February 11, 2009
Daisaku Ikeda Speaks on Leadership at Monthly Meeting Coinciding with Anniversary of Josei Toda's Birth
Mr. Ikeda addresses the participants at the February 2009 monthly leaders meeting for Soka Gakkai at Soka International Friendship Hall in Shibuya Ward, Tokyo
February 11, 2009, marked the anniversary of the birth of educator and second Soka Gakkai president Josei Toda in 1900. During February's monthly leaders meeting in Shibuya Ward, Tokyo, Mr. Ikeda described Mr. Toda as "a great teacher of mathematics, a person outstanding of caliber and brilliant intellect, and of immense courage . . . a leader of tremendous compassion." Mr. Ikeda spoke at length about Mr. Toda and their close relationship, saying that his own life has been motivated by his "vow to let the world know . . . what a truly great man Mr. Toda was" and that his efforts to repay his debt of gratitude to Mr. Toda have led to the growth of the SGI and the worldwide recognition it enjoys today.
Mr. Ikeda met Mr. Toda in 1947, when he attended his first Soka Gakkai meeting at the age of 19. Deeply impressed by Mr. Toda, he decided to join the Soka Gakkai and began practicing Nichiren Buddhism. He also began to work at Mr. Toda's publishing business. When Mr. Toda's businesses began to fail amidst post-war hyperinflation, he exerted himself to keep Mr. Toda from ruin. Mr. Ikeda described this time as a period of "unimaginable hardship," and declared that his success at keeping his mentor safe remains his greatest pride and honor.
To fully support Mr. Toda, Mr. Ikeda quit his college classes. In return, Mr. Toda pledged to tutor him privately in a broad range of subjects. Mr. Ikeda remarked, "As a graduate of what I fondly call 'Toda University,' I have received close to 250 academic honors from universities and other institutions of higher learning across the globe." This, he confirmed, is the result of his unswerving commitment to the path of mentor and disciple. "Buddhism is a matter of proof," he said, quoting Mr. Toda. "Without proof, it's just abstract theory."
Mr. Toda rebuilt the Soka Gakkai after World War II after it had been all but crushed by Japan's militarist authorities. He himself had been imprisoned by the militarist government during the war. In the space of little more than a decade after his release from prison at the end of the war until his death in 1958, Mr. Toda developed the Soka Gakkai into a bourgeoning grassroots Buddhist movement of almost 1 million people.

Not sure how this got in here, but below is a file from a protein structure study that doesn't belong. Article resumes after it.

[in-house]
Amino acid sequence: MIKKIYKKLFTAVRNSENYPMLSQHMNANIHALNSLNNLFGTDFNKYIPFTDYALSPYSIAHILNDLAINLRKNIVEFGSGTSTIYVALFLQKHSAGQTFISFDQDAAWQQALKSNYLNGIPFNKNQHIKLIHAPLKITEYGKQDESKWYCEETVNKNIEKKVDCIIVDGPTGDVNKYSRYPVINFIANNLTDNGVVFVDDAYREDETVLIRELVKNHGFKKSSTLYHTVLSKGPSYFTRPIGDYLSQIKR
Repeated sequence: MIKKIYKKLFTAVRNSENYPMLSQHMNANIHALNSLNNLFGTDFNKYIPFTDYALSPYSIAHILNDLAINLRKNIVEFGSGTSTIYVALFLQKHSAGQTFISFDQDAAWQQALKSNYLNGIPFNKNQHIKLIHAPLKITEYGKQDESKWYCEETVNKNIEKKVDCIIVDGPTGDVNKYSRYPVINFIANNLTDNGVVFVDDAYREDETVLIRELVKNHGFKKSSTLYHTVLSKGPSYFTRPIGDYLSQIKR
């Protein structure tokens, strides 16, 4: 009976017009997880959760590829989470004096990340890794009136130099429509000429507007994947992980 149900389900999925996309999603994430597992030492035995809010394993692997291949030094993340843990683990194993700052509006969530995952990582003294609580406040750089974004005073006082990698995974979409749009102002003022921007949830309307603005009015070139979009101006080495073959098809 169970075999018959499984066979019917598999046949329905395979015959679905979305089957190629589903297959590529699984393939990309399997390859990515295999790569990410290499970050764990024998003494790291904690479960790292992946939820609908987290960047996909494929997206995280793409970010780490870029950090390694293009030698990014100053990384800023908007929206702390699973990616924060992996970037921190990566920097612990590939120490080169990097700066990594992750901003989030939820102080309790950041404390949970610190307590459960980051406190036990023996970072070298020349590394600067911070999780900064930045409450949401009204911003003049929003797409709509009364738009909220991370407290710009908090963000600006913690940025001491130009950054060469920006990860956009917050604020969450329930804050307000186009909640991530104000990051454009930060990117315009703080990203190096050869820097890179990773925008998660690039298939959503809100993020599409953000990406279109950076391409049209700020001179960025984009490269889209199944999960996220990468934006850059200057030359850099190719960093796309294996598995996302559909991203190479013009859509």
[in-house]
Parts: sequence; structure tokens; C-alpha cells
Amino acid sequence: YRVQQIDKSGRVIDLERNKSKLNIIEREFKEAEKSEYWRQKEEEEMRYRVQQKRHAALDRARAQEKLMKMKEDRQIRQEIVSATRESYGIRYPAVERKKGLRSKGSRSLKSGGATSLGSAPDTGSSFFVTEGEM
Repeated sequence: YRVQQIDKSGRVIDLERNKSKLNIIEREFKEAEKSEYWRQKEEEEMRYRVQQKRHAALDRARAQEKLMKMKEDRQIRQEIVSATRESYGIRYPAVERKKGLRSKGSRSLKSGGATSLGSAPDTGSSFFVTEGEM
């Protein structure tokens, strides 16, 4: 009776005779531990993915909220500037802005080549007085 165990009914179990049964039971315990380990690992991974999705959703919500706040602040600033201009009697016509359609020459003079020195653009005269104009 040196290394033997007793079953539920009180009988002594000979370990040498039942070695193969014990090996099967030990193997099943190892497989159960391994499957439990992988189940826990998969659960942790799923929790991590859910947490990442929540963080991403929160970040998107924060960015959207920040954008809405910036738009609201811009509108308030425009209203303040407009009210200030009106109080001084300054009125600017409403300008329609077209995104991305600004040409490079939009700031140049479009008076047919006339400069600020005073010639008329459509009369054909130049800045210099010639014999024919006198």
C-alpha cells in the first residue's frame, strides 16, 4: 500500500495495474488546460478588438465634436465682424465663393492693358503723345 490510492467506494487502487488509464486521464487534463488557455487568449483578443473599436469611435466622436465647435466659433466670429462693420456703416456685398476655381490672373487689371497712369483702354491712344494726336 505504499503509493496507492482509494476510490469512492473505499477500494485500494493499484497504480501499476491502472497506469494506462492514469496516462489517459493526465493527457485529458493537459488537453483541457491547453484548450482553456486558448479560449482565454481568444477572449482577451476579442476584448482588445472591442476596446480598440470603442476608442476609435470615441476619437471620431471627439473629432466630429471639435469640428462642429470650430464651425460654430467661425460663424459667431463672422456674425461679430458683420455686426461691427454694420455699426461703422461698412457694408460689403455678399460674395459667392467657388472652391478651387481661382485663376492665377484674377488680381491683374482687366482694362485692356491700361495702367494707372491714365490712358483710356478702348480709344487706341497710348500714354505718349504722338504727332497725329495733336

From his experience of Japanese militarism, Mr. Toda developed an uncompromising attitude toward leaders and was particularly strict regarding the development of leadership attitudes within the Soka Gakkai. He insisted that it is a leader's role to serve and protect people, and that they should continually guard against becoming arrogant. Mr. Ikeda quoted him as instructing the organization's youth to "never yield to the arrogant, to those who look down on others, and those who labor under the delusion that they are great and mighty." Throughout history, Mr. Ikeda remarked, "We have seen arrogant leaders inflict untold suffering on good and innocent people." He said it was the challenge and responsibility of youth to make Mr. Toda's ideal of leadership a reality in society. Mr. Toda, the SGI leader said, placed his greatest hopes on the development of youth and gave his all to encouraging them.
The breadth of Mr. Toda's concern as a leader is reflected in his efforts to foster the organization's young women by developing groups in which they studied world literature, such as Hardy's Tess of the D'Urbervilles, and investigated the meaning of happiness. Mr. Ikeda told the audience that the women of the Soka Gakkai are "the hope and the sun" of the organization, and that valuing and respecting women within the organization is fundamental to the organization's further growth and development.
Describing his serious attitude in learning from Mr. Toda's leadership, Mr. Ikeda said, "Even remarks by Mr. Toda that others took as jokes, I engraved in my heart. I have followed his teachings to the letter. This is the way of a disciple in faith."
Mr. Toda, he continued, "ran" full speed 365 days a year, with the resolve to never waste a single moment, for the sake of the organization's goal of world peace based on individual empowerment. "I have striven with the same spirit," the SGI leader said. "Nothing," he concluded, "is more noble and beautiful than the bond shared by mentor and disciple," and urged the youth to embody a "spirit of justice," which is at the heart of the mentor-disciple relationship.
[Adapted from articles in the February 12, 13 and 14, 2009, issues of the Seikyo Shimbun, Soka Gakkai, Japan]